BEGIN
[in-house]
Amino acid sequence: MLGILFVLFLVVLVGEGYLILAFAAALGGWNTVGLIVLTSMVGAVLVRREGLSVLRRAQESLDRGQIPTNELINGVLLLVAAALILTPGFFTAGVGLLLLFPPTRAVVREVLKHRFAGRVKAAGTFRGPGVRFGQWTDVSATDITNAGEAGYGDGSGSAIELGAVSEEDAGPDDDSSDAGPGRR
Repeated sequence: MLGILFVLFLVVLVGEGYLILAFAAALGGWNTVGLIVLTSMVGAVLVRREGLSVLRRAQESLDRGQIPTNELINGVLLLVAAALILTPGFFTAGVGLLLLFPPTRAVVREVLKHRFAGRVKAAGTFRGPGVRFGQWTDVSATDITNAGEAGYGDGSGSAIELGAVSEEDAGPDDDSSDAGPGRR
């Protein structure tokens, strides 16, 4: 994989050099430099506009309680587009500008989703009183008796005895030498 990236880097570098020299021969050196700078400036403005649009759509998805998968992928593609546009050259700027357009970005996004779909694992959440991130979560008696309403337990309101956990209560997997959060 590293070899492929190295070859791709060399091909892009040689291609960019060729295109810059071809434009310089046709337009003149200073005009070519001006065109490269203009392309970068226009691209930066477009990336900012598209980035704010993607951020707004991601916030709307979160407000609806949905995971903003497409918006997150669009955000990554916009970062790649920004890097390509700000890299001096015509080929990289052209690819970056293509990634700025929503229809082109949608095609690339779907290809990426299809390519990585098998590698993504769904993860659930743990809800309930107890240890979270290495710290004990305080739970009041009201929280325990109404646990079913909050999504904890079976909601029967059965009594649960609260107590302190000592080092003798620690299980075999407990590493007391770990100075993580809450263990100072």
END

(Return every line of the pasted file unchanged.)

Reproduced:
[in-house]
Amino acid sequence: MLGILFVLFLVVLVGEGYLILAFAAALGGWNTVGLIVLTSMVGAVLVRREGLSVLRRAQESLDRGQIPTNELINGVLLLVAAALILTPGFFTAGVGLLLLFPPTRAVVREVLKHRFAGRVKAAGTFRGPGVRFGQWTDVSATDITNAGEAGYGDGSGSAIELGAVSEEDAGPDDDSSDAGPGRR
Repeated sequence: MLGILFVLFLVVLVGEGYLILAFAAALGGWNTVGLIVLTSMVGAVLVRREGLSVLRRAQESLDRGQIPTNELINGVLLLVAAALILTPGFFTAGVGLLLLFPPTRAVVREVLKHRFAGRVKAAGTFRGPGVRFGQWTDVSATDITNAGEAGYGDGSGSAIELGAVSEEDAGPDDDSSDAGPGRR
């Protein structure tokens, strides 16, 4: 994989050099430099506009309680587009500008989703009183008796005895030498 990236880097570098020299021969050196700078400036403005649009759509998805998968992928593609546009050259700027357009970005996004779909694992959440991130979560008696309403337990309101956990209560997997959060 590293070899492929190295070859791709060399091909892009040689291609960019060729295109810059071809434009310089046709337009003149200073005009070519001006065109490269203009392309970068226009691209930066477009990336900012598209980035704010993607951020707004991601916030709307979160407000609806949905995971903003497409918006997150669009955000990554916009970062790649920004890097390509700000890299001096015509080929990289052209690819970056293509990634700025929503229809082109949608095609690339779907290809990426299809390519990585098998590698993504769904993860659930743990809800309930107890240890979270290495710290004990305080739970009041009201929280325990109404646990079913909050999504904890079976909601029967059965009594649960609260107590302190000592080092003798620690299980075999407990590493007391770990100075993580809450263990100072």